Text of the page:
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Serious Child

Parents… Please don’t Punish Your Children

Recently I’ve been presenting some ‘123 Magic and Emotion Coaching courses’. This is a 3 session course which provides parents with simple and effective ways of managing their child’s (aged 2 – 12 yrs) challenging behaviours – things like nagging, yelling, throwing toys etc. We know these are often ‘normal’ responses which children do when they don’t get their way; when things go wrong; or when they are tired or hungry. The sessions give parents the best tools to get positive results without the need for them to bribe, justify or yell, and importantly it’s done in a manner which respects the child’s ‘right’ to assert what they are experiencing. It is our job as parents to ‘Calmy and Consistently’ (The Parenting Cafes’ motto) assist our children to learn what is acceptible behaviour and what is not.

One thing which always comes up for discussion in the course is ‘punishment’. The dictionary definition of the word ‘punish’ is to: “Cause to suffer for an offence.” Have our children committed an ‘offence’? Do we want our children to ‘suffer’ for this?

Surely what we want, is that they ultimately learn what is acceptable or not.

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Parent or Friend?

Parent or Friend?

Over the years of being a Parenting Consultant, I’ve spoken with may parents about what they see as their role, and what they want for their children. So many parents have said, that they want to be their child’s friend.

I believe that when you gave birth, you became a parent, and that is your role!

Over their lifetime, your children will (hopefully) have many friends – some short term, some long term, but they will only ever have you as parents – that is your role!

All children need parents to guide, teach and encourage them – and that is your role.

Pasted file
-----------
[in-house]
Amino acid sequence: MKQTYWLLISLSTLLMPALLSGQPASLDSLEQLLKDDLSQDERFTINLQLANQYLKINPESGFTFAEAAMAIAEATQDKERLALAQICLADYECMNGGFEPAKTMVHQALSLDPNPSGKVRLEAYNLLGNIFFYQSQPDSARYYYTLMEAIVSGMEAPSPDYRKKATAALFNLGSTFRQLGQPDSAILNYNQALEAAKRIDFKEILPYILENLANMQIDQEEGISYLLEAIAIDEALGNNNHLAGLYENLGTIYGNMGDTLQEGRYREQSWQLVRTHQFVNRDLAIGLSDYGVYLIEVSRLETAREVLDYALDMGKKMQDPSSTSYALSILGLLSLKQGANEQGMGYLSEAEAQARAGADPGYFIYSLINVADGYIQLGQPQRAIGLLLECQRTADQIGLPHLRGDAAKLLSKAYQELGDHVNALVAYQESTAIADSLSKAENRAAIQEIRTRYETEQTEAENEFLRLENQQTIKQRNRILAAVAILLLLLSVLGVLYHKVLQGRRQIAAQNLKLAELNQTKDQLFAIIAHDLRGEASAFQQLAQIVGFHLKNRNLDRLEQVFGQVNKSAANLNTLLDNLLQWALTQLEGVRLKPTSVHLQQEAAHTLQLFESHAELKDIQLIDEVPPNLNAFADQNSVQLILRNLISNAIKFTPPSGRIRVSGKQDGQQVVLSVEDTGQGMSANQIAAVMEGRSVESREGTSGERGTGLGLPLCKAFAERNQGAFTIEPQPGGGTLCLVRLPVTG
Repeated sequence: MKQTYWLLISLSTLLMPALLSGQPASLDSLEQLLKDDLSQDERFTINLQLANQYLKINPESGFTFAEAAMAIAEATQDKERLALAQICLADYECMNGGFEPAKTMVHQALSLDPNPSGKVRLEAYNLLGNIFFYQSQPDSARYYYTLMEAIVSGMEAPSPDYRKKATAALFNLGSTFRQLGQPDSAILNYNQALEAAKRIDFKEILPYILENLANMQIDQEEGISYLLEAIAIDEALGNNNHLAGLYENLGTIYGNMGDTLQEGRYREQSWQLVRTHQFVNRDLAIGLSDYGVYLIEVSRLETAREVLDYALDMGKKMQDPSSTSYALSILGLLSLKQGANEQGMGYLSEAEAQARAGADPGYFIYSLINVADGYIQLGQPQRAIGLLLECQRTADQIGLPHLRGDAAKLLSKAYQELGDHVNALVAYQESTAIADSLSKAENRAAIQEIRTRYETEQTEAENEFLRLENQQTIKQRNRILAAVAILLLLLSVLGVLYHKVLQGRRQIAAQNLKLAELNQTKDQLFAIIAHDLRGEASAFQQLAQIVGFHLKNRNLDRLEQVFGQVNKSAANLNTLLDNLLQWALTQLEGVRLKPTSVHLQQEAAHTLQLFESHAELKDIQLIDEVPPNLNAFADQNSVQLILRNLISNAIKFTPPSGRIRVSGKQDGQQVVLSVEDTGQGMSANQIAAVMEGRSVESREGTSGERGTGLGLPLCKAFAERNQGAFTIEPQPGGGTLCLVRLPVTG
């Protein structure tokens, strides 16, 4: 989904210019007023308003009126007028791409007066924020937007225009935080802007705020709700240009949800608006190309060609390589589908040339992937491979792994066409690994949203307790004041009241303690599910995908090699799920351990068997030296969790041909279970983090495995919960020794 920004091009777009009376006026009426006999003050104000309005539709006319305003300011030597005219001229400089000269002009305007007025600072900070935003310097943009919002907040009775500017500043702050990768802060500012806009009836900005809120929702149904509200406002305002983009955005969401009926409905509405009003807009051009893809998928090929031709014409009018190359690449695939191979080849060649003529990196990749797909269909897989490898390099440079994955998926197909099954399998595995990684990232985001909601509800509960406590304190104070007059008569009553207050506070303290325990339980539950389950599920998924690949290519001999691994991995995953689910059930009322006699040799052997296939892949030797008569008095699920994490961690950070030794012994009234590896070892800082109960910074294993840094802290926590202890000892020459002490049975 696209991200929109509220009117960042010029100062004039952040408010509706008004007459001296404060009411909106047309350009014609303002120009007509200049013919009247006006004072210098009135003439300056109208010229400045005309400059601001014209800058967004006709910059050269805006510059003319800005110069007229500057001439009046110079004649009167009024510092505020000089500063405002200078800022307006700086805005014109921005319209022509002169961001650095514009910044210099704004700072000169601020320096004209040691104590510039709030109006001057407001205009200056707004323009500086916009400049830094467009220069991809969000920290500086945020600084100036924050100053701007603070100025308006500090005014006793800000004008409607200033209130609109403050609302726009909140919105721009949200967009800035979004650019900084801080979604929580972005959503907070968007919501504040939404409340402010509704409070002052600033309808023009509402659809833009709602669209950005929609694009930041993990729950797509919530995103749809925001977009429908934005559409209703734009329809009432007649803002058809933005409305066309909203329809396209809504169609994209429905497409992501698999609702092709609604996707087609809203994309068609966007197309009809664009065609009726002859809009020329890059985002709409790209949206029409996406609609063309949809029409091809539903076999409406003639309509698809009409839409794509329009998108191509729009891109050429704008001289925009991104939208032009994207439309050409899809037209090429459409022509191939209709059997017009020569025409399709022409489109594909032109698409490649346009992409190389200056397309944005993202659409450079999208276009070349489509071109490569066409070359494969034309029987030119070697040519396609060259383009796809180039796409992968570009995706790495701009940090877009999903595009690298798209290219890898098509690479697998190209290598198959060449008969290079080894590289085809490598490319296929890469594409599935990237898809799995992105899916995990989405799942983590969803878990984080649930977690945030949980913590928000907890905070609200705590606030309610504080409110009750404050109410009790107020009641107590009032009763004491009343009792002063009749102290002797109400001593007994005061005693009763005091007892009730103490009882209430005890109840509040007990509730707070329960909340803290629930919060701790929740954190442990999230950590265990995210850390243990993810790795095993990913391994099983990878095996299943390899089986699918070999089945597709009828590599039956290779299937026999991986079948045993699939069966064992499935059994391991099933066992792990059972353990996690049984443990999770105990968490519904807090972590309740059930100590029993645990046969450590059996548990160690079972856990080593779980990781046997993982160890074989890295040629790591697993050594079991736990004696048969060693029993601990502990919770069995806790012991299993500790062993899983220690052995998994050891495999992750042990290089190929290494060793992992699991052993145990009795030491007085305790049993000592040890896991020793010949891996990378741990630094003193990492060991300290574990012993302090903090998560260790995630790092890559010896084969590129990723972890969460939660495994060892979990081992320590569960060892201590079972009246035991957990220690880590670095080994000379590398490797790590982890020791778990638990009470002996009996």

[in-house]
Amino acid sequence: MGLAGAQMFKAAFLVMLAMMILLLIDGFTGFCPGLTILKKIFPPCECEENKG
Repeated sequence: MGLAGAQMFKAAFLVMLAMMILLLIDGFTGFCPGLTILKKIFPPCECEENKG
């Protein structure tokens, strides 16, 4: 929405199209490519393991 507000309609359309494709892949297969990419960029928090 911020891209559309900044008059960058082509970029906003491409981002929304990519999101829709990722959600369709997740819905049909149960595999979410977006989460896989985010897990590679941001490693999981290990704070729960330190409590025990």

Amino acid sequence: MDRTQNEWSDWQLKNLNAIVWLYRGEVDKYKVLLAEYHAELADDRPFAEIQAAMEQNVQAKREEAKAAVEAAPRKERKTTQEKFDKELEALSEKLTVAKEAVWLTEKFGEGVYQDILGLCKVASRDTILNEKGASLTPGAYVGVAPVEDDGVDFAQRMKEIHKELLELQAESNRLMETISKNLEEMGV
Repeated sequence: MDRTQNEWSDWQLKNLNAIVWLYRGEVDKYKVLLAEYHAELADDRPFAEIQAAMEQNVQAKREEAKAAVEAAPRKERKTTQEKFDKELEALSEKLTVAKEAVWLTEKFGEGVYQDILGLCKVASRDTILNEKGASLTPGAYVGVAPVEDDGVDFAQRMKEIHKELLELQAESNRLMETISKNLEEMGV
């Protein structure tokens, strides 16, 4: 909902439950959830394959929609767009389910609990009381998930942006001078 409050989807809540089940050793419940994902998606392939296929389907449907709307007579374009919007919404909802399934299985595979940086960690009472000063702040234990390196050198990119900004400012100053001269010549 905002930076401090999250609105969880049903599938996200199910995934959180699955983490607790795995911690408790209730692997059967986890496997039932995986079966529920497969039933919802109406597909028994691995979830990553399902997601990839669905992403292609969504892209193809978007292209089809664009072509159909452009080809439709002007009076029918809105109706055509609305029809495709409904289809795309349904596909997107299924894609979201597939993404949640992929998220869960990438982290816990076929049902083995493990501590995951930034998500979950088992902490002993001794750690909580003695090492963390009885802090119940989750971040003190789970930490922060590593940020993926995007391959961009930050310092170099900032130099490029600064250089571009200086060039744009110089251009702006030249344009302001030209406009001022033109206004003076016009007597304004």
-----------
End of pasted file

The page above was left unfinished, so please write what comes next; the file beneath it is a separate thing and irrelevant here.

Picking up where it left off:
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What Can I Do When my Child Hurts Another?

I was asked recently, what do you do if your 20 month old hurts a baby for no apparent reason?

Let’s look at what’s happening developmentally around this age…

Language – By about 2 years of age, they can put two words together, have a vocabulary of around 50 words, and speak clearly half of the time.

Intellectually – a two year old uses ‘trial and error’ to attempt things; knows how to utilise objects eg how to use a chair to climb higher; and likes to pull things apart and try to put them together.

Motor Skills – they can climb on things, kick a ball forward and carry a large object while walking.

Social-Emotional development – This is critical to know about, to understand why a child sometimes responds poorly. They have learnt to say ‘no’ to show independence, make choices, and show a wide variety of emotions eg jealousy, sympathy, fear and anger, and that can change suddenly.

So, back to the situation… Read more

Yellow Daisies and Blue Skies

The Sun Comes Up Again Tomorrow

I remember my mother talking to me as a child, about disagreements within the family – How sometimes my sisters and I would argue about something or other, and one of us would end up saying (like many 7 or 9 year olds): ‘I’m not talking to you ever, ever again’! The ‘injured’ one would be lamenting to Mum about how mean or unfair our sister was, and after she’d soothed us, she would then say: “The sun comes up again tomorrow” – meaning that tomorrow was a new day, a fresh beginning.

When I was older, she talked about how she never went to bed without saying: “I love you to my Dad” – even if they’d had a disagreement – she refused to take the emotion of anger or hurt to sleep.

I was reminded of this last week, when I went to a Joan Baez concert – a folk singer from the 60 -70’s who was performing in Hobart. One of the first songs she performed had a line it it which resonated for me…. it was: Every new day we have is another chance to get it right”. Now it could be many things… your relationship, an assignment you’ve been working on, or a handyman job you’ve been struggling with. I really like these sentiments as it’s a reminder that indeed the ‘sun does come up again tomorrow’, that yesterdays situation is gone and today is a new opportunity to move forward, to get it right. This also has relevance to parenting and the relationships within our families….

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exploring mistakes blmurch

Exploring Mistakes

A while ago I went to a 4 day creative workshop called: “Colour and Collage”. My tutor was a wonderful teacher. She explained the principles of colour and design carefully, and then described the tasks to be done. As we completed each series of exercises, she’d ask us simple questions such as: What do you think of your piece? Where is your focal point?” – which made us critically evaluate our own works. What a wonderful teacher – she didn’t cast judgement, but rather, encouraged us to think?

She could have stepped in as we were working, pointing out the errors we’d made, or parts which we’d omitted – which would have been discouraging. Instead she taught us what to look for ourselves – creating independent workers

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